Because of religious restrictions, there are no photographs commemorating the wedding of my great-grandparents, Paul and Emma (Slagel) Hoffman. The picture above is the only known photograph that exists of Paul. A handful of photos of Emma from later years do exist, but Paul died in 1933, which was a tragic blow for the family.
There is, however, an account of their wedding in a local newspaper (possibly the Fairbury Blade), which marks the occasion.
Mr. Paul Hoffman and Miss Emma Slagle were united in marriage at the Amish church southeast of Fairbury, Sunday, December 7 . The ceremony was performed at 3 o’clock by Rev. Chris Garber in the presence of a large concourse of people. The bride is a daughter of Mr. and Mrs. Sam Slagle, of south of Fairbury, and is a most estimable young lady. The groom is a resident of Cisna [sic] Park and a brother of Mrs. J. G. Swing, of this city. He is an industrious and energetic young man. They will reside on a farm south of Fairbury and their friends join us in wishing them success and happiness during life. A number of Fairbury people were present at the wedding.
Posted in Blogging Prompts, Hoffmann, Hoffmann Line, Slagel, Wedding Wednesday
Tagged 1902, 1933, Amish, Apostolic Christian, Cissna Park, Fairbury, train wreck, wedding
Today’s post comes courtesy of Cousin Millie, who sent me this photo. I can’t be sure this is a wedding photo, but I am grateful not only for the picture itself but also for the inscription written on the back: Samuel and Lena Nussbaum. If not for that, this photo might have ended up in “Friday’s Faces from the Past” instead.
Lena (or Magdalene) Swing was born July 26, 1887 in Fairbury, Illinois. Her younger brother was my great-grandfather, Albert Carl Swing. They were two of 13 children born to Albert Carl and Catherine Marie (Hoffmann) Swing. The family appears in the 1900 census in Ash Grove, Illinois, then in 1910 in Pulaski County, Indiana. On May 2, 1911, Lena married Samuel Nussbaum in Winamac, Indiana. Samuel had been born, also in Fairbury, Illinois, on October 22, 1882. Samuel and Lena were the parents of five children, all born in Fairbury: Morris, born June 28, 1913; Richard S., born August 23, 1916; Wilma, born May 24, 1919; Marjorie, born April 20, 1923; and Nelson, born May 20, 1924. My mom reminds me that I once met Marjorie when we, along with my Grandma (Marjorie’s first cousin), visited Illinois in 1984. Samuel and Lena’s family was enumerated in Forrest, Illinois in the 1930 census. Samuel died thirty years later, on August 15, 1961, but Lena lived until August 1983 when she died at age 96.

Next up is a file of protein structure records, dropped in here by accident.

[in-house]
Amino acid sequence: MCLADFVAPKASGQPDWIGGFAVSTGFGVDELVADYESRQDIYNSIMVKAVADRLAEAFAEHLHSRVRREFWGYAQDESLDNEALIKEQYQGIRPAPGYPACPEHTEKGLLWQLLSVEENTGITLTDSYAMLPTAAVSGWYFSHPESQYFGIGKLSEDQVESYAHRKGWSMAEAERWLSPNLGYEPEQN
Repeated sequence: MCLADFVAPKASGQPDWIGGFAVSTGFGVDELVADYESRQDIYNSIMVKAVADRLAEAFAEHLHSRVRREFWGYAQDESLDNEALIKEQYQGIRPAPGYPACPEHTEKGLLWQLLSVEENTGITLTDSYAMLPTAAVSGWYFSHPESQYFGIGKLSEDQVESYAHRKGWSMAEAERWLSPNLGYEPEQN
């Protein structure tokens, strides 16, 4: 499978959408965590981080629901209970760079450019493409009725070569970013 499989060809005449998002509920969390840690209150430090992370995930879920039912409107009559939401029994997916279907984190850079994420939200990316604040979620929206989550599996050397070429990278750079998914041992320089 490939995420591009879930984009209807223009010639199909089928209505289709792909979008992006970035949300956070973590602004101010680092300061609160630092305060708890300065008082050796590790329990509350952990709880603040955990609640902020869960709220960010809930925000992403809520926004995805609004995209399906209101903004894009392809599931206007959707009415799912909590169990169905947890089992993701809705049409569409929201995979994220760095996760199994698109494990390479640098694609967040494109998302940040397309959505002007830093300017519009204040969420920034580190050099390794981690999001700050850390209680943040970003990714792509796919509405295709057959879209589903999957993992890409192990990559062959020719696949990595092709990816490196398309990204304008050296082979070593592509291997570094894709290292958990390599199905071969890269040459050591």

Posted in Blogging Prompts, Fairbury, Hoffmann, Hoffmann Line, Swing, Wedding Wednesday
Tagged Ash Grove, Census, Fairbury Illinois, Hoffmann, Illinois, Swing, Winamac
Apparently I am not the only one who sometimes has trouble finding genealogical things to blog about. The Geneabloggers site contains an entire list of prompts to help idea-challenged bloggers. Wedding Wednesday seems like a good place to start.
Edwin Henry Burdick was my fifth cousin four times removed. He was born July 28, 1894 in Boulder, Colorado, and married Alice Elizabeth Tatlow on August 6, 1918, in North Loup, Nebraska. Most of my information on this couple comes from the Find-a-Grave website; additional information can also be found about the Seventh-Day Baptist Church where Edwin and Alice were married.
My connection to Edwin is through the Davis branch (Blanche (Wilson) Montgomery’s paternal grandmother’s line): my eighth-great-grandfather, John Davis (b. 1692) was Edwin’s fourth-great-grandfather.
But really, I just think Alice’s dress is cool.